Old Encyclopedia Year Books – What Can You Learn In Hindsight?

Not long ago, I was at a local thrift store which also happens to have a good selection of used books. I frequently go into see what’s there and the inventory turns over every couple weeks or so. On the free shelves they had half a set of encyclopedias. Now then, no one really wants a set of encyclopedias these days, no one except for me that likes to do research to help with my writing, and I suppose even fewer folks would want half a set of encyclopedias.

Nevertheless, I rescued these books from the free pile. In scanning through all this information and yes I have read the Encyclopedia before, I noticed some interesting things in the yearbooks, those add-on books which come with an encyclopedia subscription, or at least they used to when people were still buying these books. In each year book they had all the major events; natural disasters, scientific discoveries, major developments in all industries, and the big events in governments around the world.

What I found quite fascinating is many of the things that we think are new inventions today, were actually invented decades ago. We might think that something is a new development, or a breakthrough area of science, but the predecessor discoveries which are only backdated a couple of incremental notches of the chain came old about long ago. What it also tells us is that whenever a new discovery is a made, people think of all the potential applications and how this will change everything right away. Things never happen that fast.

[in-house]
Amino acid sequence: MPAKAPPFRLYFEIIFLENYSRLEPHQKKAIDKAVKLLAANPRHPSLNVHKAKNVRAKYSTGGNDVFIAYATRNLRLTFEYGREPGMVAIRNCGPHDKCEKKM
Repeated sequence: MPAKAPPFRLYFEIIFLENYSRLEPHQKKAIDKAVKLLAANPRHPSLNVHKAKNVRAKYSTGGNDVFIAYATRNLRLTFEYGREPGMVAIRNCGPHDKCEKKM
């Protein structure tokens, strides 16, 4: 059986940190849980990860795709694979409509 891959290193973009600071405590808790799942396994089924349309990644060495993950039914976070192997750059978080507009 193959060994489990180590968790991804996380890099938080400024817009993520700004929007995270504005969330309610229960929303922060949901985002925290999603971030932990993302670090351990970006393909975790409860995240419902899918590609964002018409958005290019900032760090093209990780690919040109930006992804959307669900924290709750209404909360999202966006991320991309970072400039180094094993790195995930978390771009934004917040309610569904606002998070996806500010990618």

In fact, it takes years for this stuff to come to fruition, and for it to become reliable enough for some entrepreneur to pick up this new technology and run with it. Sometimes the defense department, or the entertainment industry, or perhaps the healthcare sector will advance the technology as fast as they can, but even so it could be five years until it has proven itself reliable, and even longer until that percolates into the consumer markets.

Although it appears that we are making incredible leaps in technology every single day, and as we read the press releases from various universities and research divisions, it’s as if everything is changing so fast, but the reality is that humans resist change, and so do industries. After all, why should they change something that is currently working for something that is not guaranteed to work in the future, even though it will bring significant advances someday – if they are making money now, why risk something new?

This overall lesson of the speed of technology to market and into our everyday lives is something you can learn by merely paging through the old Encyclopedia yearbooks. Indeed I hope you will please consider all this and think on it.

Pungky Dwiasmoro Hiswardhani

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